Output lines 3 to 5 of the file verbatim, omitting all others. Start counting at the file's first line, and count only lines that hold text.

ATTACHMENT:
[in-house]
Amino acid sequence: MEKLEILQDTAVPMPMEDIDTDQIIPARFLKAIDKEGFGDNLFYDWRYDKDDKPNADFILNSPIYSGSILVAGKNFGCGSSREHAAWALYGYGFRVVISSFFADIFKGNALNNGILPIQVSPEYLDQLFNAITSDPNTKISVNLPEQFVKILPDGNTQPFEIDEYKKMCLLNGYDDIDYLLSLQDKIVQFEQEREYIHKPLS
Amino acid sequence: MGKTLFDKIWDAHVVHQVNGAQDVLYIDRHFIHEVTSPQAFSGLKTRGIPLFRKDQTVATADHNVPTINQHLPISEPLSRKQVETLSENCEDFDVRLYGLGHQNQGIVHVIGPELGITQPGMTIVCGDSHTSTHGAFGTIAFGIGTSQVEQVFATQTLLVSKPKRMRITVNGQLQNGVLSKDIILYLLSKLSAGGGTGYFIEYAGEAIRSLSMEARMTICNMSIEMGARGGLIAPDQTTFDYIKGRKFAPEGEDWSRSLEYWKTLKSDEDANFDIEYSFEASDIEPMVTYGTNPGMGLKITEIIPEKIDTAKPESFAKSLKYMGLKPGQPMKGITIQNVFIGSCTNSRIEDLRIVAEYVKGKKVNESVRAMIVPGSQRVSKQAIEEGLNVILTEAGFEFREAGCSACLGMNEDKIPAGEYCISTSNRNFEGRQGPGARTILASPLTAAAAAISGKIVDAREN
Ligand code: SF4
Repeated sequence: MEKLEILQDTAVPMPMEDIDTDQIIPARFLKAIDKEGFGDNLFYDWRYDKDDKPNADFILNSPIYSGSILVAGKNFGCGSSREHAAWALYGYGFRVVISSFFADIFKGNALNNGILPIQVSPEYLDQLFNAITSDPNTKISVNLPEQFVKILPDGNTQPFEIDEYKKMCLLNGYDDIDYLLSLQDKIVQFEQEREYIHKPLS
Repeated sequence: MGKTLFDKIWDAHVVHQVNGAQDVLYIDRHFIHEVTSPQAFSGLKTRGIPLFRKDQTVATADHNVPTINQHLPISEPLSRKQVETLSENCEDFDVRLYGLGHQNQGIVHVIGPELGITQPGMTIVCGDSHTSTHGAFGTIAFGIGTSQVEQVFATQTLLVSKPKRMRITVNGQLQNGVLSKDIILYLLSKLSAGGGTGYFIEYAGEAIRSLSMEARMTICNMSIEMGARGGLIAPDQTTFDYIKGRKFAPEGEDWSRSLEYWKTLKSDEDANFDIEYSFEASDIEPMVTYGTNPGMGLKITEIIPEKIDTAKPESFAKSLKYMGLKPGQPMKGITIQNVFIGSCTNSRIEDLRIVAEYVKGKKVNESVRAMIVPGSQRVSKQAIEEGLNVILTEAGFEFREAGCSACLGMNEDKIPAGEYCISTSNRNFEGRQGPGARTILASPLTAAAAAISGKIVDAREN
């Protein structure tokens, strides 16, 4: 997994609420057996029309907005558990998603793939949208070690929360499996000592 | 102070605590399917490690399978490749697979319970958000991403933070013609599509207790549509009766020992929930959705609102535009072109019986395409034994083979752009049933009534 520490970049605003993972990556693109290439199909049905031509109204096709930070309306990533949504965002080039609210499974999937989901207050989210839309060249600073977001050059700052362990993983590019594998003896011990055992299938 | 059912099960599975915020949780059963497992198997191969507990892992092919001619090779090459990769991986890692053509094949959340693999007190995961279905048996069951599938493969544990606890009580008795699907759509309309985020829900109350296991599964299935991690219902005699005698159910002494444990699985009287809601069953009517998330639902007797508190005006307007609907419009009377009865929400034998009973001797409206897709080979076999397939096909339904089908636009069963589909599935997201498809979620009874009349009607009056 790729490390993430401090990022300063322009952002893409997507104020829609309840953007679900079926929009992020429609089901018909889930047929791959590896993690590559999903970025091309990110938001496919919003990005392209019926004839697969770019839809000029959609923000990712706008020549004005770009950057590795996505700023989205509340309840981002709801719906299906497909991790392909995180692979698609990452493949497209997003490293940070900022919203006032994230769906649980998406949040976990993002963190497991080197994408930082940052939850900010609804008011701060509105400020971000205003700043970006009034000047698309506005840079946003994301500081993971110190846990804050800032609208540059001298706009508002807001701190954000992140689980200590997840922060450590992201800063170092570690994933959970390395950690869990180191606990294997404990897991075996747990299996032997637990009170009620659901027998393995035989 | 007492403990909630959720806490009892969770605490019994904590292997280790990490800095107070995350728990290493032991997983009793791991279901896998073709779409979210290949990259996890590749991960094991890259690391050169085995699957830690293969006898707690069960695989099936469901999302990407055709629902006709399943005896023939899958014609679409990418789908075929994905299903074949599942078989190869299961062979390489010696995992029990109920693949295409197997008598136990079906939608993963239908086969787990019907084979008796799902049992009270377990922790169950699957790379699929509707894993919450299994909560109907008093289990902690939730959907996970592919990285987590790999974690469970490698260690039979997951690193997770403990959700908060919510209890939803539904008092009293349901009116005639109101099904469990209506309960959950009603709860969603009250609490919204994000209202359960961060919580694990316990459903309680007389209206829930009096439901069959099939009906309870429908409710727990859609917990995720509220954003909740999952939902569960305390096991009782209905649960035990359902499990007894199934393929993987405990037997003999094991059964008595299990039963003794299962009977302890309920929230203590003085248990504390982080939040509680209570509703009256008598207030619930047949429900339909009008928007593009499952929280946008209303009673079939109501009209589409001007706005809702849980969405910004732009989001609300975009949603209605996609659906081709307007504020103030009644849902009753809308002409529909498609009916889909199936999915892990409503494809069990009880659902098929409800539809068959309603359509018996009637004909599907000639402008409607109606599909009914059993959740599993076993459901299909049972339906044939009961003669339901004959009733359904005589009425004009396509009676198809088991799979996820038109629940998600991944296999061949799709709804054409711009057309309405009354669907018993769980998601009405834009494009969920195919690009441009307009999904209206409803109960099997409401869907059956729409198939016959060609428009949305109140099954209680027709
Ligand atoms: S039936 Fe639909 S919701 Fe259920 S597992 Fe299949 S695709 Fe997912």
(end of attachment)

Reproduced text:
Amino acid sequence: MGKTLFDKIWDAHVVHQVNGAQDVLYIDRHFIHEVTSPQAFSGLKTRGIPLFRKDQTVATADHNVPTINQHLPISEPLSRKQVETLSENCEDFDVRLYGLGHQNQGIVHVIGPELGITQPGMTIVCGDSHTSTHGAFGTIAFGIGTSQVEQVFATQTLLVSKPKRMRITVNGQLQNGVLSKDIILYLLSKLSAGGGTGYFIEYAGEAIRSLSMEARMTICNMSIEMGARGGLIAPDQTTFDYIKGRKFAPEGEDWSRSLEYWKTLKSDEDANFDIEYSFEASDIEPMVTYGTNPGMGLKITEIIPEKIDTAKPESFAKSLKYMGLKPGQPMKGITIQNVFIGSCTNSRIEDLRIVAEYVKGKKVNESVRAMIVPGSQRVSKQAIEEGLNVILTEAGFEFREAGCSACLGMNEDKIPAGEYCISTSNRNFEGRQGPGARTILASPLTAAAAAISGKIVDAREN
Ligand code: SF4
Repeated sequence: MEKLEILQDTAVPMPMEDIDTDQIIPARFLKAIDKEGFGDNLFYDWRYDKDDKPNADFILNSPIYSGSILVAGKNFGCGSSREHAAWALYGYGFRVVISSFFADIFKGNALNNGILPIQVSPEYLDQLFNAITSDPNTKISVNLPEQFVKILPDGNTQPFEIDEYKKMCLLNGYDDIDYLLSLQDKIVQFEQEREYIHKPLS